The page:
The Southwestern Historical Quarterly, Volume 93, July 1989 - April, 1990 Page: 548
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Southwestern Historical Quarterly
work (as it did that of the Texas Women's History Project) abounds in
the presentation. It is a pity no reference is made to her in the acknowl-
edgments or bibliography.
Austin RUTHE WINEGARTEN
A Gathering of Saints: A True Story of Money, Murder, and Deceit. By Robert
Lindsey. (New York: Simon and Schuster, 1988. Pp. 397. Prologue,
photographs, epilogue, index. $18.95.)
Salamander: The Story of the Mormon Forgery Murders. By Linda Sillitoe
and Allen D. Roberts. Forensic analysis by George J. Throckmor-
ton. (Salt Lake City, Utah: Signature Books, 1988. Pp. xiii+556.
Preface, photographs, index. $17.95.)
In the space of two days, on October 15 and 16, 1985, citizens of
Utah were stunned by three separate bombings occuring in different
parts of Salt Lake City, which killed two individuals and seriously injured
a third. Almost immediately, the victim of the third bomb, Mark W.
Hofmann, a well-known local dealer in historical documents, was tagged
as the prime suspect by law enforcement officials in what emerged as a
bizarre case of murder, forgery, and fraud.
After an exhaustive investigation and preliminary hearing, Hofmann
confessed to the two murders, and in the process, revealed his own il-
licit operation of producing and selling forged historical documents.
His forgeries were so diverse and skillfully produced that one qualified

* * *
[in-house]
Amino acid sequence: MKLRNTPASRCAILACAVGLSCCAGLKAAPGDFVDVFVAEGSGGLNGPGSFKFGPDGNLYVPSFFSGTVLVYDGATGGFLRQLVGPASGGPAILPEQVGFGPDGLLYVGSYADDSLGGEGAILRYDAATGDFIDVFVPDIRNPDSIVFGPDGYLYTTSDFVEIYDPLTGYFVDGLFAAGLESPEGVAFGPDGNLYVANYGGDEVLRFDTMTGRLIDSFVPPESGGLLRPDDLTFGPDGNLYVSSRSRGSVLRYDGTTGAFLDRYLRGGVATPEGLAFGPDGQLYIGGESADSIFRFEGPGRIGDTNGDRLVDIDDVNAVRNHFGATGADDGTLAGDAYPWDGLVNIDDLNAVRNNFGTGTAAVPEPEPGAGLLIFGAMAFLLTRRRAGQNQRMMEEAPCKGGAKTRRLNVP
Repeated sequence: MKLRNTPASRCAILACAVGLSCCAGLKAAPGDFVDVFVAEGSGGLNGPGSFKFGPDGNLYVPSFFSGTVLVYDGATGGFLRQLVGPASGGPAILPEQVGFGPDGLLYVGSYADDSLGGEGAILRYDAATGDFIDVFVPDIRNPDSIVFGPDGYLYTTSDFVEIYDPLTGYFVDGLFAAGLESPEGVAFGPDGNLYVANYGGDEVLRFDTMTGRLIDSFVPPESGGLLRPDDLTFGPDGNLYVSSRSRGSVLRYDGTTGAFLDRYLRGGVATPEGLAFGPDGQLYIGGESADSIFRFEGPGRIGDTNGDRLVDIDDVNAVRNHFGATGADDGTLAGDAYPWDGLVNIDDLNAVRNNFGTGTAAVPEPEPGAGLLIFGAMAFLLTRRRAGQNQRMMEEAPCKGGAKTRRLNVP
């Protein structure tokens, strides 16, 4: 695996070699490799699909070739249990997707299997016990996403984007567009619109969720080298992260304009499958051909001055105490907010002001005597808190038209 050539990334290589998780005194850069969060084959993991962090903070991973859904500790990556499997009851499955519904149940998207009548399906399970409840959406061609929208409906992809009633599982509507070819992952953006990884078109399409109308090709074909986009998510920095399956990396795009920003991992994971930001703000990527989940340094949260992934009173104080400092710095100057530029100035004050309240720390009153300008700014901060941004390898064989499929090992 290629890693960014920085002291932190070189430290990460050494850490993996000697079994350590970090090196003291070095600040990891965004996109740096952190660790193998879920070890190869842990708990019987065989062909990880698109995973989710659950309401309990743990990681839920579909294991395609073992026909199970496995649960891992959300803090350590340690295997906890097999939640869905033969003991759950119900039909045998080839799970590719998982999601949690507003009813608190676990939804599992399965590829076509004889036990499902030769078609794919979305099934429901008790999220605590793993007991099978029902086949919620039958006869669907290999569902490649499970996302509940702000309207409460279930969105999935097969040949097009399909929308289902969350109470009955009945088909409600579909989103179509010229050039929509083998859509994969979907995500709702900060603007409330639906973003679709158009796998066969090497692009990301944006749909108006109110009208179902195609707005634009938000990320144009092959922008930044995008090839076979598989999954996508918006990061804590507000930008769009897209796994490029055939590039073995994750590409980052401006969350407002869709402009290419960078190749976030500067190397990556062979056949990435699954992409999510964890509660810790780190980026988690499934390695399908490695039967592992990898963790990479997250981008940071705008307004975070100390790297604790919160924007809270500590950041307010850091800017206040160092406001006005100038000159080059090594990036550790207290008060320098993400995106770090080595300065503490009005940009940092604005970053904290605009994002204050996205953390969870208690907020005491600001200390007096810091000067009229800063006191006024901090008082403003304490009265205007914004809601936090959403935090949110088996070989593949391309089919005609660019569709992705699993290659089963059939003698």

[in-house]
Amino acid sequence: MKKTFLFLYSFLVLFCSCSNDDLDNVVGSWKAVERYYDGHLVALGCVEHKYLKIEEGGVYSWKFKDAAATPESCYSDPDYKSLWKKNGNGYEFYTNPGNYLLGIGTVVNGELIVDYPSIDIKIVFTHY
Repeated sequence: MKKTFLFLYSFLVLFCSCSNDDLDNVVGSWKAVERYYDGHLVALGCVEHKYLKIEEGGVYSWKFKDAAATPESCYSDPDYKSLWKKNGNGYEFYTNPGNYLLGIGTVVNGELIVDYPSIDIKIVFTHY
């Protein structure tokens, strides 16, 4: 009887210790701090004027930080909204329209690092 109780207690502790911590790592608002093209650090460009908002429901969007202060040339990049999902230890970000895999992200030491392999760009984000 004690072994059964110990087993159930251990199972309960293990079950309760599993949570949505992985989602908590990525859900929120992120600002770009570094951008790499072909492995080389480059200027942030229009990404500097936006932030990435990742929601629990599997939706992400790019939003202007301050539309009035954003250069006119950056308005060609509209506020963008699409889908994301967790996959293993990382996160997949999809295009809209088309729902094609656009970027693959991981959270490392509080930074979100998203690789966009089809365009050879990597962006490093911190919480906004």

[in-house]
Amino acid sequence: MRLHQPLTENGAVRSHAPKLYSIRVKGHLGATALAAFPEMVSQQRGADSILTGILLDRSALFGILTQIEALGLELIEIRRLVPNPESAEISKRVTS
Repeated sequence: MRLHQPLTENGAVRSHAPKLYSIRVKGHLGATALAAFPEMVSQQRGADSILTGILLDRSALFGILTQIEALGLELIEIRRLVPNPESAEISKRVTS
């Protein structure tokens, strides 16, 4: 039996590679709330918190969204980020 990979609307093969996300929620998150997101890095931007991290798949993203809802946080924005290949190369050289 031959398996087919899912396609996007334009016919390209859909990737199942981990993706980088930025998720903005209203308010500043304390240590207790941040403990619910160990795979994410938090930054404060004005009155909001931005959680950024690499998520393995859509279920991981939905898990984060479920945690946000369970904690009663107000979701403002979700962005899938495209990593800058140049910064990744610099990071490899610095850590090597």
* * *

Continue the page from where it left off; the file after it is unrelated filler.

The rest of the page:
observer labeled him as "unquestionably the most skilled forger this
country has ever produced." Hofmann's documents included hand-
written letters of prominent Mormons such as Joseph Smith and Brig-
ham Young, as well as letters of such outstanding Americans as Jim
Bridger, Daniel Boone, Betsy Ross, and Emily Dickinson. Hofmann
even forged printed materials, including rare nineteenth-century paper
money and an extremely scarce document known as the "Oath of a
Freeman," which, with its alleged 1638 date, stood as the first printed
document in America. Hofmann sold his forgeries (which were de-
clared "authentic" by a number of highly respected document experts)
to unsuspecting collectors, many of whom, like Hofmann himself, were
Latter-day Saints (Mormons). He even sold a number of forgeries
to the Mormon Church itself! Hofmann's fradulent operation ran
smoothly for five years, from 1980 to 1985, providing a lucrative in-
come. By October 1985, however, Hofmann found himself over his
head financially and felt that the only way out was to kill Steven Chris-
tensen and Kathy Sheets in order to avoid detection. The third bomb,
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Texas State Historical Association. The Southwestern Historical Quarterly, Volume 93, July 1989 - April, 1990, periodical, 1990; Austin, Texas. (texashistory.unt.edu/ark:/67531/metapth101213/m1/618/: accessed April 24, 2017), University of North Texas Libraries, The Portal to Texas History, texashistory.unt.edu; crediting Texas State Historical Association.